Forty-four mosques across South Africa will open their doors to the public on September 24 to mark the Heritage Day, promote social cohesion, and encourage the building of the rainbow nation, Rising Sun Overport reported Wednesday.
“On Heritage Day, South Africans engage with and learn about other cultures, celebrate their history and how far we have come as an integrated society,” said Dr. Faisal Suliman, the chairman of the South African Muslim Network (SAMNET).
“In encouraging this theme, the National Mosque Open Day provides a platform for you to see what goes on in a mosque, learn about Islam from a real Muslim or even find out why Muslim women adorn the Hijab,” he added.
The program includes a meet and greet, a tour of the mosque, an explanation of prayer and ablution, and a question and answer session to freely talk about Islam and Muslims with Muslims.
The 2018 National Mosque Open Day hosted an approximate attendance of 800 visitors across 20 mosques in four provinces that participated.
The Shaka Heritage Day is celebrated in commemoration of the Zulu King Shaka who united the Zulu clans of South Africa into a cohesive nation.
People gather annually at King Shaka’s grave to honor him on this day for his good deeds and sincere national efforts.
According to the 2011 National Census, about 80% of the republic’s citizens are ethnic Africans; divided among a variety of ethnic groups speaking different African languages, nine of which have official status.
The remaining population consists of Africa’s largest communities of European and Asian communities. South Africa multiethnic and pluralistic spirit are reflected in the constitution’s recognition of 11 official languages, which is the 4th highest number in the world.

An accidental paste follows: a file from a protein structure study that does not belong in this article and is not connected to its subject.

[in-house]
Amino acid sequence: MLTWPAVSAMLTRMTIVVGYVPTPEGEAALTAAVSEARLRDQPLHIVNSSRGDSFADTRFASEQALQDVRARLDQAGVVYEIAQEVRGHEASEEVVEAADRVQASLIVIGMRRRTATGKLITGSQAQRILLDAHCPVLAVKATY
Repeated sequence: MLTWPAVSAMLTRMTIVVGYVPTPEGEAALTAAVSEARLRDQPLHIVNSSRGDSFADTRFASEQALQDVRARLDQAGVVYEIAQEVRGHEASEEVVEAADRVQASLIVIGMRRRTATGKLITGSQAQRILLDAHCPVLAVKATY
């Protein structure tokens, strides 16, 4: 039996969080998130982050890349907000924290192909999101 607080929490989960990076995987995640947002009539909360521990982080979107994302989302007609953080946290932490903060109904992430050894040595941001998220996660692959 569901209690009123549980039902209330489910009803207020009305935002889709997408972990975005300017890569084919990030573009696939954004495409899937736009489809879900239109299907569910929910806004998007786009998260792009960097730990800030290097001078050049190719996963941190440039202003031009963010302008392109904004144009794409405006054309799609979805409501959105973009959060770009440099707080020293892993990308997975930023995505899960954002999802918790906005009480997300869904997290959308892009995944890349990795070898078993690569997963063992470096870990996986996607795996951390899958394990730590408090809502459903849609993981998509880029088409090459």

Islam in South Africa
Based on Pew’s 2010 report, Muslims accounted for 1.5% of the South African population, with the Muslim community comprising mainly those who are described as Coloreds and Asians.
They have been joined by black and white South African converts as well as others from different parts of Africa. Islam might be the fastest-growing religion of conversion in the country, with the number of black Muslims growing sixfold, from 12,000 in 1991 to 74,700 in 2004.
Islam was introduced into South African on three phases. The first phase brought the earliest Muslims as part of the involuntary migration of slaves, political prisoners and political exiles from Africa and the Indonesian archipelago that lasted from about 1652 to the mid-1800s.
The second phase was the arrival of South Asians during the British occupation as indentured laborers to work in the sugar-cane fields between 1860 and 1911. The third phase, following the end of the Apartheid regime, has been marked by the wave of African Muslims that have arrived on the shores and borders of South Africa. Moreover, there is a considerable number of modern Muslims from India and Pakistan that have arrived as economic migrants.
The Auwal Mosque, built in 1794 in the Bo-Kaap neighborhood of Cape Town, is recognized as the country’s first mosque.